Jacob Thomas Kiszka, the quiet and intense lead guitarist of Greta Van Fleet and twin brother of Josh, was also born on April 23, 1996 in Frankenmuth, Michigan.
Jake, in particular, became engrossed in the rich musical environment of the Kiszka household and became obsessed with the guitar as soon as he could crawl over to it. He started playing guitar at the age of three and would play along to blues songs on an acoustic until he got his first electric guitar around age 12. His father would reward him with nicer guitars as he learned to play harder songs. Jake was in Jazz band in high school, and as well as guitar, he is also self-taught on drums, mandolin, keyboard, harmonica, ukulele, organ and a little bit of saxophone.
Jake is the heart and driving force behind Greta Van Fleet. He would spend hours poring over his parents’ record collection in the basement, usually with younger brother Sam. For Jake, it was “really awe-inspiring when you see this completely surrealistic environment, to see all these people from all over the place come together, and what brought them together was music. That was mind-blowing.” It was Jake who turned that inspiration into Greta Van Fleet in 2012. Jake was destined to be in a band and would have done it anyway, with or without his brothers, according to Sam.
Jake, who prefers rock and roll (it has to include the “roll”), cites Eric Clapton, Elmore James, Jimi Hendrix, Jimmy Page, Pete Townshend, Jeff Beck, Robert Johnson, and others among his influences.
“I don’t really think we particularly chose it music as a career, as it more so chose us. We’d grown up in a very musically centric household and were sort of automatically drawn to playing music. It was natural for us.” – Go Venue Magazine, December 2017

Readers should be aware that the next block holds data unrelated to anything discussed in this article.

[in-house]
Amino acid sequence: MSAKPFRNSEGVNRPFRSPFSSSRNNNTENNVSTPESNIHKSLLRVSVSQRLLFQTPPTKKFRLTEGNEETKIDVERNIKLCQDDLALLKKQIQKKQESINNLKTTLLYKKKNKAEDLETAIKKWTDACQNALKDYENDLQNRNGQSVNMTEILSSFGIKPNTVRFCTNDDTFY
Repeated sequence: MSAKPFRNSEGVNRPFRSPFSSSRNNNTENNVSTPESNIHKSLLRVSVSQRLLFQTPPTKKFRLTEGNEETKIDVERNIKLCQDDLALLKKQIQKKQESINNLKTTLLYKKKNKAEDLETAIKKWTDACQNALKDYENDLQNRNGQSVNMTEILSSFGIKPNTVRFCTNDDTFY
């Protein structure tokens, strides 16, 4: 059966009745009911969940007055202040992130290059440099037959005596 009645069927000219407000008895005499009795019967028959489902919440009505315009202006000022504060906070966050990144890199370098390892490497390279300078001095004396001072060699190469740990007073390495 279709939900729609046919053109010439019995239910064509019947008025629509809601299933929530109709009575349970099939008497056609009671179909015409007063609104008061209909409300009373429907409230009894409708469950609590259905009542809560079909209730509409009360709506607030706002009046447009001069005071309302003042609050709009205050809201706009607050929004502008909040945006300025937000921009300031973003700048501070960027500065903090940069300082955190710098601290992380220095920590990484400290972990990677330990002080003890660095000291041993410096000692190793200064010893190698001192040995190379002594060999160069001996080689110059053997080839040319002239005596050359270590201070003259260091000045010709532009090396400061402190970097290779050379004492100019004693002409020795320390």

“I went through a year of really intensely studying what Page did, to the point where I knew how he thought.” – Rolling Stone, January 2018
“I think what separates a guitarist from a great guitarist is his or her ability to apply emotion to what they are doing. It has to come right from your heart through your hands to the guitar.” – Guitar Player, June 2018
“There’s a very transient quality when you are playing. So absolutely, there have been points in my life where I’ve felt depressed or confused or unhappy, and I’ve picked up the guitar to figure things out whenever I’ve felt like that.” – MusicRadar, September 2018
“I was gifted that 61 Les Paul by the CEO of a music store called the Chicago Music Exchange. He invited me over when we were in Chicago and took me up into this room called The Vault,
pulling out all these half million dollar guitars. There was this 1961 Les Paul, which has the same body shape as the SG, that had PAF pickups… in an instant, the moment that guitar was in my hands, there was this transcending moment. I could play things I didn’t know I could actually do and it elevated my abilities. He left me in the room, plugged into a Marshall turned up all the way, and an hour later he came back and just said, ‘That’s yours man, pack it up!’ I’ve been using it ever since, mainly through a Marshall Astoria.” - MusicRadar, September 2018
“We’re not wide-eyed kids looking up at the stars anymore. Now we’re right here in the midst of this, writing our own history.” – Kerrang!, October 2018
“It’s a silly thing to consider anyone a savior of rock ‘n’ roll. In our opinion, no one king can wear that crown. There’s always someone who carries the torch and takes that into the future and interprets that through their influences.” – AP News, January 2019
-Authored by Michelle Dobbins